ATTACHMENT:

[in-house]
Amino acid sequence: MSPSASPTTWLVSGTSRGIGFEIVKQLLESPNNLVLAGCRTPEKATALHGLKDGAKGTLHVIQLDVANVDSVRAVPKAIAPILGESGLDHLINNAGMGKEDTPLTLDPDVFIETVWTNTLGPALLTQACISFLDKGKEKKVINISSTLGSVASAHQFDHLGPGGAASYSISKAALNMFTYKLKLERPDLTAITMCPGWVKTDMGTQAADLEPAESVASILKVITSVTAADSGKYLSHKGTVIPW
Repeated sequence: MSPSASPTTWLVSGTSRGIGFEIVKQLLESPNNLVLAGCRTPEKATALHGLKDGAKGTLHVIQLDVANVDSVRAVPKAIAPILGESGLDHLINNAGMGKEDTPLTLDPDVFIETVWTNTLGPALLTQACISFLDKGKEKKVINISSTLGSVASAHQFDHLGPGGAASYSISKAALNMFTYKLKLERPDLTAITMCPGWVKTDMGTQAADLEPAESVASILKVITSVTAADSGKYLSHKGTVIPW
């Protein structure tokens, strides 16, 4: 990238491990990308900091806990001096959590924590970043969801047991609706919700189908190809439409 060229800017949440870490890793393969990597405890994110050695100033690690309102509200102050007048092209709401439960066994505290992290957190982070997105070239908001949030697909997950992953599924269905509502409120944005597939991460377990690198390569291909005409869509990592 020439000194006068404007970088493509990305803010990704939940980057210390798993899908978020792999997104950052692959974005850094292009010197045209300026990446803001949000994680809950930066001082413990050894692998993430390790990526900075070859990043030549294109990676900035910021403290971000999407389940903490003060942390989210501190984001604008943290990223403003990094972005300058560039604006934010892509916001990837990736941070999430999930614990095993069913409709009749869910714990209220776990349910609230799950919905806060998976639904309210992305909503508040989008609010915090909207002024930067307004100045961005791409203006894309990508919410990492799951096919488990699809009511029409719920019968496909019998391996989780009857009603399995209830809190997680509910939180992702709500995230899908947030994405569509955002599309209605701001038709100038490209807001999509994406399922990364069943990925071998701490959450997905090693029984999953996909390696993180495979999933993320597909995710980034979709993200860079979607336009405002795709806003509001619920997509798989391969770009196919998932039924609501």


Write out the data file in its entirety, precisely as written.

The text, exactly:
[in-house]
Amino acid sequence: MSPSASPTTWLVSGTSRGIGFEIVKQLLESPNNLVLAGCRTPEKATALHGLKDGAKGTLHVIQLDVANVDSVRAVPKAIAPILGESGLDHLINNAGMGKEDTPLTLDPDVFIETVWTNTLGPALLTQACISFLDKGKEKKVINISSTLGSVASAHQFDHLGPGGAASYSISKAALNMFTYKLKLERPDLTAITMCPGWVKTDMGTQAADLEPAESVASILKVITSVTAADSGKYLSHKGTVIPW
Repeated sequence: MSPSASPTTWLVSGTSRGIGFEIVKQLLESPNNLVLAGCRTPEKATALHGLKDGAKGTLHVIQLDVANVDSVRAVPKAIAPILGESGLDHLINNAGMGKEDTPLTLDPDVFIETVWTNTLGPALLTQACISFLDKGKEKKVINISSTLGSVASAHQFDHLGPGGAASYSISKAALNMFTYKLKLERPDLTAITMCPGWVKTDMGTQAADLEPAESVASILKVITSVTAADSGKYLSHKGTVIPW
């Protein structure tokens, strides 16, 4: 990238491990990308900091806990001096959590924590970043969801047991609706919700189908190809439409 060229800017949440870490890793393969990597405890994110050695100033690690309102509200102050007048092209709401439960066994505290992290957190982070997105070239908001949030697909997950992953599924269905509502409120944005597939991460377990690198390569291909005409869509990592 020439000194006068404007970088493509990305803010990704939940980057210390798993899908978020792999997104950052692959974005850094292009010197045209300026990446803001949000994680809950930066001082413990050894692998993430390790990526900075070859990043030549294109990676900035910021403290971000999407389940903490003060942390989210501190984001604008943290990223403003990094972005300058560039604006934010892509916001990837990736941070999430999930614990095993069913409709009749869910714990209220776990349910609230799950919905806060998976639904309210992305909503508040989008609010915090909207002024930067307004100045961005791409203006894309990508919410990492799951096919488990699809009511029409719920019968496909019998391996989780009857009603399995209830809190997680509910939180992702709500995230899908947030994405569509955002599309209605701001038709100038490209807001999509994406399922990364069943990925071998701490959450997905090693029984999953996909390696993180495979999933993320597909995710980034979709993200860079979607336009405002795709806003509001619920997509798989391969770009196919998932039924609501």